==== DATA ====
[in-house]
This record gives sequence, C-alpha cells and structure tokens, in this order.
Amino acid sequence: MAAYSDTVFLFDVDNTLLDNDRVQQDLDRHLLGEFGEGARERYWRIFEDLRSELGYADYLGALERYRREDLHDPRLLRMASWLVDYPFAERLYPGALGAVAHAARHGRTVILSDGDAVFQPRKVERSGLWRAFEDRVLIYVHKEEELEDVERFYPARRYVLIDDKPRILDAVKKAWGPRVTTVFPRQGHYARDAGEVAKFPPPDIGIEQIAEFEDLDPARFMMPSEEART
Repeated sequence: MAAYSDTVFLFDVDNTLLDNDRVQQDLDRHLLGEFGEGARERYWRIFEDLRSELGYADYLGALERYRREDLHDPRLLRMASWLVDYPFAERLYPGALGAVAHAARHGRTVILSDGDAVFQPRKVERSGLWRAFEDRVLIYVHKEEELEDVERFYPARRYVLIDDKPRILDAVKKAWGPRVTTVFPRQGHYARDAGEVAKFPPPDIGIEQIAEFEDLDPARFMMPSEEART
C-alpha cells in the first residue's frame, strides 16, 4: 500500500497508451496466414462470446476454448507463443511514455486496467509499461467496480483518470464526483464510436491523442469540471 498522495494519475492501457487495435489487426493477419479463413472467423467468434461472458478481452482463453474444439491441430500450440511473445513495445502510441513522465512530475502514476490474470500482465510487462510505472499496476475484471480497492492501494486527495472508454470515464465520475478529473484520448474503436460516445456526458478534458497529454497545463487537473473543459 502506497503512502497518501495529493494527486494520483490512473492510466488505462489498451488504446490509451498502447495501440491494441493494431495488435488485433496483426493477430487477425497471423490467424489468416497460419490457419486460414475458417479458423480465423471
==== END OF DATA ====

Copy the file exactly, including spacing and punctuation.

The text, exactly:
[in-house]
This record gives sequence, C-alpha cells and structure tokens, in this order.
Amino acid sequence: MAAYSDTVFLFDVDNTLLDNDRVQQDLDRHLLGEFGEGARERYWRIFEDLRSELGYADYLGALERYRREDLHDPRLLRMASWLVDYPFAERLYPGALGAVAHAARHGRTVILSDGDAVFQPRKVERSGLWRAFEDRVLIYVHKEEELEDVERFYPARRYVLIDDKPRILDAVKKAWGPRVTTVFPRQGHYARDAGEVAKFPPPDIGIEQIAEFEDLDPARFMMPSEEART
Repeated sequence: MAAYSDTVFLFDVDNTLLDNDRVQQDLDRHLLGEFGEGARERYWRIFEDLRSELGYADYLGALERYRREDLHDPRLLRMASWLVDYPFAERLYPGALGAVAHAARHGRTVILSDGDAVFQPRKVERSGLWRAFEDRVLIYVHKEEELEDVERFYPARRYVLIDDKPRILDAVKKAWGPRVTTVFPRQGHYARDAGEVAKFPPPDIGIEQIAEFEDLDPARFMMPSEEART
C-alpha cells in the first residue's frame, strides 16, 4: 500500500497508451496466414462470446476454448507463443511514455486496467509499461467496480483518470464526483464510436491523442469540471 498522495494519475492501457487495435489487426493477419479463413472467423467468434461472458478481452482463453474444439491441430500450440511473445513495445502510441513522465512530475502514476490474470500482465510487462510505472499496476475484471480497492492501494486527495472508454470515464465520475478529473484520448474503436460516445456526458478534458497529454497545463487537473473543459 502506497503512502497518501495529493494527486494520483490512473492510466488505462489498451488504446490509451498502447495501440491494441493494431495488435488485433496483426493477430487477425497471423490467424489468416497460419490457419486460414475458417479458423480465423471